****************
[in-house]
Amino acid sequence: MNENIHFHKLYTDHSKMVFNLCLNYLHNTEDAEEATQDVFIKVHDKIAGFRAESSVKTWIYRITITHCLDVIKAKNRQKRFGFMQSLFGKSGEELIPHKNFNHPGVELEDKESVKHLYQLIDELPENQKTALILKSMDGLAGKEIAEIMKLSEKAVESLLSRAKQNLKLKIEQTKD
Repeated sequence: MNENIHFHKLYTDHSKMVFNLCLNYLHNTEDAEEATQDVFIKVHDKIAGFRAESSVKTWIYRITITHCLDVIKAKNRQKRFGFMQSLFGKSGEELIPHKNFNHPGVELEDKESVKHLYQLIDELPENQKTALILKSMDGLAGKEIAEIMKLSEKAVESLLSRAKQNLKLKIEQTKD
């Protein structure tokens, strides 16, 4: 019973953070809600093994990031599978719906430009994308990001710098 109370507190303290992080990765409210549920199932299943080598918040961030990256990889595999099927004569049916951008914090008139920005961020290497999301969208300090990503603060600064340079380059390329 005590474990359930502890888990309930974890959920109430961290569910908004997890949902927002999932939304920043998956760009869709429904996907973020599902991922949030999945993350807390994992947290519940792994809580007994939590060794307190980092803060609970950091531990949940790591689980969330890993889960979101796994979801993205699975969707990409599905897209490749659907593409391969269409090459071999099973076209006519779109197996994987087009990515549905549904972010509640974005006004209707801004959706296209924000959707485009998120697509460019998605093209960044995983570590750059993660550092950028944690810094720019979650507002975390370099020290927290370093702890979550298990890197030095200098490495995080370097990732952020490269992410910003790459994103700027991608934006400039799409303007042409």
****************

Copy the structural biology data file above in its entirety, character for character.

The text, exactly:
[in-house]
Amino acid sequence: MNENIHFHKLYTDHSKMVFNLCLNYLHNTEDAEEATQDVFIKVHDKIAGFRAESSVKTWIYRITITHCLDVIKAKNRQKRFGFMQSLFGKSGEELIPHKNFNHPGVELEDKESVKHLYQLIDELPENQKTALILKSMDGLAGKEIAEIMKLSEKAVESLLSRAKQNLKLKIEQTKD
Repeated sequence: MNENIHFHKLYTDHSKMVFNLCLNYLHNTEDAEEATQDVFIKVHDKIAGFRAESSVKTWIYRITITHCLDVIKAKNRQKRFGFMQSLFGKSGEELIPHKNFNHPGVELEDKESVKHLYQLIDELPENQKTALILKSMDGLAGKEIAEIMKLSEKAVESLLSRAKQNLKLKIEQTKD
């Protein structure tokens, strides 16, 4: 019973953070809600093994990031599978719906430009994308990001710098 109370507190303290992080990765409210549920199932299943080598918040961030990256990889595999099927004569049916951008914090008139920005961020290497999301969208300090990503603060600064340079380059390329 005590474990359930502890888990309930974890959920109430961290569910908004997890949902927002999932939304920043998956760009869709429904996907973020599902991922949030999945993350807390994992947290519940792994809580007994939590060794307190980092803060609970950091531990949940790591689980969330890993889960979101796994979801993205699975969707990409599905897209490749659907593409391969269409090459071999099973076209006519779109197996994987087009990515549905549904972010509640974005006004209707801004959706296209924000959707485009998120697509460019998605093209960044995983570590750059993660550092950028944690810094720019979650507002975390370099020290927290370093702890979550298990890197030095200098490495995080370097990732952020490269992410910003790459994103700027991608934006400039799409303007042409």